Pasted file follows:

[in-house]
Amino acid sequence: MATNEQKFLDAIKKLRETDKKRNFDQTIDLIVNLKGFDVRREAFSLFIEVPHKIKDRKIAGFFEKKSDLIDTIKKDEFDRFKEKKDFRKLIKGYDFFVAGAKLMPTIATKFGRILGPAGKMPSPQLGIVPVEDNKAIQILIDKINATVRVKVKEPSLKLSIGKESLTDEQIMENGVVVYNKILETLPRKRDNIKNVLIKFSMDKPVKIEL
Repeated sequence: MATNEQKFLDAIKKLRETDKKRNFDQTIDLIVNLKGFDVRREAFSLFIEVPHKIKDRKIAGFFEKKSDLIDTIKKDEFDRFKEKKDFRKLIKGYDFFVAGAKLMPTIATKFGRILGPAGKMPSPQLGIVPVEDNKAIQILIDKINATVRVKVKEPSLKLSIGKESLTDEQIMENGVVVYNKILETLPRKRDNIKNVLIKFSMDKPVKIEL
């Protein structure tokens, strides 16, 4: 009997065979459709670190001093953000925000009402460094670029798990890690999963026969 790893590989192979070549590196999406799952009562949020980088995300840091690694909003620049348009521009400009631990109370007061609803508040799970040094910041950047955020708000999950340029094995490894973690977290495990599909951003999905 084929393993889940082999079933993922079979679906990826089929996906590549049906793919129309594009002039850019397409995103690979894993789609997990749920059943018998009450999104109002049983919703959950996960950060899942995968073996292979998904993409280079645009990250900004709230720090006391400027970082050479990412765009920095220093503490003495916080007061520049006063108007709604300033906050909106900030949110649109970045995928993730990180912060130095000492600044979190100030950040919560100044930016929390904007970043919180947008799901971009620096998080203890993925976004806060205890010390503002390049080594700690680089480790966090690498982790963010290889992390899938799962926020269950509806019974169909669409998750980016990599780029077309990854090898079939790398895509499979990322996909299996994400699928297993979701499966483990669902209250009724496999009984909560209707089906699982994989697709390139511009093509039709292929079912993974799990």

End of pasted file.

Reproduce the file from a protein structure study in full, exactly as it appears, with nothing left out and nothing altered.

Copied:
[in-house]
Amino acid sequence: MATNEQKFLDAIKKLRETDKKRNFDQTIDLIVNLKGFDVRREAFSLFIEVPHKIKDRKIAGFFEKKSDLIDTIKKDEFDRFKEKKDFRKLIKGYDFFVAGAKLMPTIATKFGRILGPAGKMPSPQLGIVPVEDNKAIQILIDKINATVRVKVKEPSLKLSIGKESLTDEQIMENGVVVYNKILETLPRKRDNIKNVLIKFSMDKPVKIEL
Repeated sequence: MATNEQKFLDAIKKLRETDKKRNFDQTIDLIVNLKGFDVRREAFSLFIEVPHKIKDRKIAGFFEKKSDLIDTIKKDEFDRFKEKKDFRKLIKGYDFFVAGAKLMPTIATKFGRILGPAGKMPSPQLGIVPVEDNKAIQILIDKINATVRVKVKEPSLKLSIGKESLTDEQIMENGVVVYNKILETLPRKRDNIKNVLIKFSMDKPVKIEL
């Protein structure tokens, strides 16, 4: 009997065979459709670190001093953000925000009402460094670029798990890690999963026969 790893590989192979070549590196999406799952009562949020980088995300840091690694909003620049348009521009400009631990109370007061609803508040799970040094910041950047955020708000999950340029094995490894973690977290495990599909951003999905 084929393993889940082999079933993922079979679906990826089929996906590549049906793919129309594009002039850019397409995103690979894993789609997990749920059943018998009450999104109002049983919703959950996960950060899942995968073996292979998904993409280079645009990250900004709230720090006391400027970082050479990412765009920095220093503490003495916080007061520049006063108007709604300033906050909106900030949110649109970045995928993730990180912060130095000492600044979190100030950040919560100044930016929390904007970043919180947008799901971009620096998080203890993925976004806060205890010390503002390049080594700690680089480790966090690498982790963010290889992390899938799962926020269950509806019974169909669409998750980016990599780029077309990854090898079939790398895509499979990322996909299996994400699928297993979701499966483990669902209250009724496999009984909560209707089906699982994989697709390139511009093509039709292929079912993974799990």